Brothers Find a Way

By Robert Wayne La Coste

It would appear from the outset that Jacob and Esau were destined to have problems between them. The Scriptures reveal that even while in their mother’s womb, “the children struggled together within her” (Gen. 25:22).

Parental partiality didn’t seem to help their relationship either. The Genesis account continues. “And Isaac loved Esau . . . but Rebekah loved Jacob” (Gen. 25:28).

From their youth up they simply did not treat each other as brothers. Esau was a flippant personality that took important items for granted. For a small portion of food, he sold his birthright. Jacob, taking obvious advantage of his brother’s hunger, bought a valuable commodity for a little of nothing.

Finally, to add insult to injury, Jacob lied to his own father, telling the aged and infirmed Isaac that he was Esau, so as to receive his blessing before he died. In receiving such a blessing, Jacob was in essence made Lord over Esau in all things. The elder would be subject to the younger. The behavior of both sons, particularly to each other as brothers is without excuse. While it is evident that God’s decision was to choose Jacob over Esau (“Jacob have I loved, but Esau have I hated” – Rom. 9:13), let no one think that God condones the chicanery of any man.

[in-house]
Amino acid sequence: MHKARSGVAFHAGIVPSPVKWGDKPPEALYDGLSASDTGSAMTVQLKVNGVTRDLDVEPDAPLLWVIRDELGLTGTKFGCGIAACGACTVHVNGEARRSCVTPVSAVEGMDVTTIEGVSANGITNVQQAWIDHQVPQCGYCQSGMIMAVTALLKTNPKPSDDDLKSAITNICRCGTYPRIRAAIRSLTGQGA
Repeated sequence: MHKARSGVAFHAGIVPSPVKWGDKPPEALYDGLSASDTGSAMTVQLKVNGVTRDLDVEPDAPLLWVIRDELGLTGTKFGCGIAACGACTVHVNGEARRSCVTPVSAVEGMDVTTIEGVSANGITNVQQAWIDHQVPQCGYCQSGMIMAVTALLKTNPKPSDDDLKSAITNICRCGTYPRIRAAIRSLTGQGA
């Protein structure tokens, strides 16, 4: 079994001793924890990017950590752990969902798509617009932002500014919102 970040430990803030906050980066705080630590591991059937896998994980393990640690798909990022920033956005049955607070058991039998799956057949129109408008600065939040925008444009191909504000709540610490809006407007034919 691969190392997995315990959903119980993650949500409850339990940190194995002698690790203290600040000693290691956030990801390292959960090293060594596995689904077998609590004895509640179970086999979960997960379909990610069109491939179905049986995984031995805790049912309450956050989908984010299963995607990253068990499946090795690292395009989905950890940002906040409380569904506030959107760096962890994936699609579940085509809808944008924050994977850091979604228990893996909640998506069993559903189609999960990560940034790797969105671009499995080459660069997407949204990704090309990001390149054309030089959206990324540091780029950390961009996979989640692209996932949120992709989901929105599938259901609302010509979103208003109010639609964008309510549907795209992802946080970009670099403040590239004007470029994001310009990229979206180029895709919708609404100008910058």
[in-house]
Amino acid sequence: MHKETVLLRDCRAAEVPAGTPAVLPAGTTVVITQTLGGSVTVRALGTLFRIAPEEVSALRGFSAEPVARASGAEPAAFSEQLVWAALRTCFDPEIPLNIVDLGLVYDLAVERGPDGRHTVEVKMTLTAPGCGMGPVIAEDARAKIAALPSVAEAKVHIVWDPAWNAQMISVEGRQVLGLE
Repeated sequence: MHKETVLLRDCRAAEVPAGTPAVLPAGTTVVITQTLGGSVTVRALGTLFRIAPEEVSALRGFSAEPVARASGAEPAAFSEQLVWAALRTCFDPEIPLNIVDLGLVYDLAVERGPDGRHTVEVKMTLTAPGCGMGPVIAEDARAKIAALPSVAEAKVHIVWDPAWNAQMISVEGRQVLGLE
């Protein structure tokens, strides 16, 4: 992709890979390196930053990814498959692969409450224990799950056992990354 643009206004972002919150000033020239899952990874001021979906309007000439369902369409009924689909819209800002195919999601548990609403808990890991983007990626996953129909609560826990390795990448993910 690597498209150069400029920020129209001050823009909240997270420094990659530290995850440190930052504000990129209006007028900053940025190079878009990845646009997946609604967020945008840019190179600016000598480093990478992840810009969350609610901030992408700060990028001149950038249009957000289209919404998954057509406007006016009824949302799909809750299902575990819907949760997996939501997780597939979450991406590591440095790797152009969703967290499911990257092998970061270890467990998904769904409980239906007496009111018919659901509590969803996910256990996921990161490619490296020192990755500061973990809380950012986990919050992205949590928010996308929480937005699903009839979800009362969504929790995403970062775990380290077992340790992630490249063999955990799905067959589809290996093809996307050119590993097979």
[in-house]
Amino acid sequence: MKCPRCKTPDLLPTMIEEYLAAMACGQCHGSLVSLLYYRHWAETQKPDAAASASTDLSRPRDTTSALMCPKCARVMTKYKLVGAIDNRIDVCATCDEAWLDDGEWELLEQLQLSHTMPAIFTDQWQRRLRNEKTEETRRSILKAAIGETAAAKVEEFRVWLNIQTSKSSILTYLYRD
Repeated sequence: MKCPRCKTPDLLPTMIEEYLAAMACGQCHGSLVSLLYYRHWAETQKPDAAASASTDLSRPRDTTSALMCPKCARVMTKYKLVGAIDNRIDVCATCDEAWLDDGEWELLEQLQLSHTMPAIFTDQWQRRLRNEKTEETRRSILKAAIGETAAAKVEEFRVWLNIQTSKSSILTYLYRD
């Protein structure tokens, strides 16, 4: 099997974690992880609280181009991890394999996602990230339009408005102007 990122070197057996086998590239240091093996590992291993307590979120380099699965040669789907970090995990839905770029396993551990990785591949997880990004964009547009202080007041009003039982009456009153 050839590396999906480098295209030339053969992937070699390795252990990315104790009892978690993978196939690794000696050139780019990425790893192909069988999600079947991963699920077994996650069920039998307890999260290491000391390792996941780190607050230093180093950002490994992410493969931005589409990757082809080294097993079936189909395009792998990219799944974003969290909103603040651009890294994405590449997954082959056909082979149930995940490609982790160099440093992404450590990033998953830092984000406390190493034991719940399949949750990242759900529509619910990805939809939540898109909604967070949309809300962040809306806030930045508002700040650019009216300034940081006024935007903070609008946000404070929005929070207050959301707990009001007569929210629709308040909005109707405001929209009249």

Many years passed between these events and the time that Esau and Jacob would see each other again. It seems almost like poetic justice that, in view of how Jacob had treated his brother he similarly should be treated by his fatherin-law, Laban. His love for Rachel constrained him however, and she finally became his wife after additional years of service to Laban.

God blessed Jacob with many children and many possessions. He became a wealthy man with many flocks and herds (Gen. 32:5). He eventually departed from Laban and took his family and all his possessions nigh unto the land of Seir, the land of his brother Esau. He sent messengers unto Esau that he might “find grace in his sight.” The messengers returned telling Jacob that Esau was coming out to meet him with 400 men! Upon hearing of this, Jacob was greatly distressed. He was so afraid he made plans to divide his people, lest they all be smitten when his brother came (Gen. 32:1-8). Is it not all together possible Jacob was afraid because of what had happened in the past? He knew what he had done to his brother. He knew of Esau’s hatred for him and he knew he and his family would surely be at Esau’s mercy.

Jacob’s fear compelled him to pray to God to be delivered from the hand of Esau (Gen. 32:9-12). He could only wait for what appeared to be impending doom!